Fire and rescue workers respond to emergency situations and help to rescue people and property from a range of accidents and disasters. They are also involved in making areas safer by minimising the risks caused by fire and other dangerous hazards. The job of a fire and rescue worker is both physically and mentally demanding. Read this article to learn what it takes to work in a career of this kind.
Skills and personal qualities
To acquire a career in fire and rescue, you will need to be able to use your problem solving skills to resolve issues quickly and effectively. You may be required to tackle fires, rescue members of the public from buildings that are on fire, deal with chemical spillages and respond to road traffic incidences. To work in fire and rescue, you must be able to cope with members of the public who may be in a distressed and confused state of mind. As a fire and rescue worker, you will work closely with the general public to increase the awareness of risks and to prevent incidents, such as home fires, from occurring. This means that being able to communicate to schools, community groups and voluntary organisations is essential. All fire and rescue workers must be able to treat an individual with care, dignity and respect, irrespective of their background or culture.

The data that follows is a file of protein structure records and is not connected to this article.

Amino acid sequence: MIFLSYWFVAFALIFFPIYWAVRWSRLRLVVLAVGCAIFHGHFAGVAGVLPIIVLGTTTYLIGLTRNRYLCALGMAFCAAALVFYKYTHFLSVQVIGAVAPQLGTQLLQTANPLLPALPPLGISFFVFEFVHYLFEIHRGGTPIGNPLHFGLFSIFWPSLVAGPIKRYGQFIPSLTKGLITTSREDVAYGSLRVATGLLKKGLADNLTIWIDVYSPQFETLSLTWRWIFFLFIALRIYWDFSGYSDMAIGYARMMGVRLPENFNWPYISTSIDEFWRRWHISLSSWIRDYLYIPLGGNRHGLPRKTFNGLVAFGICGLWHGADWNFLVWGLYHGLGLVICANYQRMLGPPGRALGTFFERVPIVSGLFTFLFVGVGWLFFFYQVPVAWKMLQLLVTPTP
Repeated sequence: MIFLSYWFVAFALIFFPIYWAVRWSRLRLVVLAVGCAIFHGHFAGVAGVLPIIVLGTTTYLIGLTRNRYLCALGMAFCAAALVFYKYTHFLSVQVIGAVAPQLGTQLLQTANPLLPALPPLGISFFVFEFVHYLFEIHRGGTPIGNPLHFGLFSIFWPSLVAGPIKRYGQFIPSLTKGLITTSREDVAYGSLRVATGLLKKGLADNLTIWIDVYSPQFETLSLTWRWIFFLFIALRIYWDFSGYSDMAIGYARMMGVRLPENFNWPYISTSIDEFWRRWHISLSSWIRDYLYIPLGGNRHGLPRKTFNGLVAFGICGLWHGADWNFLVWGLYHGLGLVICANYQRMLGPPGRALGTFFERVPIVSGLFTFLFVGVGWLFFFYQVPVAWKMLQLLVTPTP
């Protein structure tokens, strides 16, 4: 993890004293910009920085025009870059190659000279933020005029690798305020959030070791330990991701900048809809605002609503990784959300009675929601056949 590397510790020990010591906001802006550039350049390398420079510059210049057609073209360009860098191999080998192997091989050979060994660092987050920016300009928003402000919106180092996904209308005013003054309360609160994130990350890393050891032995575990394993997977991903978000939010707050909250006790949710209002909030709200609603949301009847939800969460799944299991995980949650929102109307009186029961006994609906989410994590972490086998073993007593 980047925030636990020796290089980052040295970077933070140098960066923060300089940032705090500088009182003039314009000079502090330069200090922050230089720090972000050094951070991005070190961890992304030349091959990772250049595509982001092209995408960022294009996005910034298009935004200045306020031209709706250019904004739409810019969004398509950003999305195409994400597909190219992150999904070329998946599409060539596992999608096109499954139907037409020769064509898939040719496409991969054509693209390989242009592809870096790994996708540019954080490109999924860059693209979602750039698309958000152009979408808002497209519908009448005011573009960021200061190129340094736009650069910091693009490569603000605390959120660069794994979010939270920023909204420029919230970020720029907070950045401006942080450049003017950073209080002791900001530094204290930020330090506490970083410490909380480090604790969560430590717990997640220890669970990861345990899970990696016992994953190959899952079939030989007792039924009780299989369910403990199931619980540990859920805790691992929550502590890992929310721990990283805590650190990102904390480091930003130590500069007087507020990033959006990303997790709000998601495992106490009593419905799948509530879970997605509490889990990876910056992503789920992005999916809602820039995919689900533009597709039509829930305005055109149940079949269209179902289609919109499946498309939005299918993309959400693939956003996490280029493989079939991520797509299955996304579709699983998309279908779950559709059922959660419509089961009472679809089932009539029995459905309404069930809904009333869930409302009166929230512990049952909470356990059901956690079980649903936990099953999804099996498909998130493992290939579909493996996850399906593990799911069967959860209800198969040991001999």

There are three main types of entry requirements that prospective fire and rescue workers must pass to secure a career in this field of work. Physical tests During the selection process, you will be asked to undertake physical tests so that your potential employer can assess your fitness, strength, manual dexterity and your self-confidence. All prospective fire and rescue workers will be expected to partake in the following tests: Ladder Climb Casualty Evacuation Ladder Lift / Lower Simulation Enclosed Spaces Equipment Assembly Equipment Carry. Your eyesight and general health will also be assessed. Upon entering into fire and rescue jobs, you will be expected to maintain your fitness levels by exercising regularly and consuming a healthy diet. This is because the work you will have to undertake is physically demanding. Psychological tests You will also be expected to complete timed tests assessing your ability to: Work with Numbers Understanding Information Problem Solve Be Situationally Aware. National questionnaire All firefighters must complete a National Firefighter Questionnaire (NFQ) designed to assess an individual’s attitude and motivation. The questionnaire covers the following topics: Working with Others Commitment to Diversity and Integrity Confidence and Resilience Commitment to Excellence Commitment to Development Situational Awareness Openness to Change.
Training and development
All fire and rescue workers are expected to undertake continuous training through attending lectures, exercises and practical training sessions.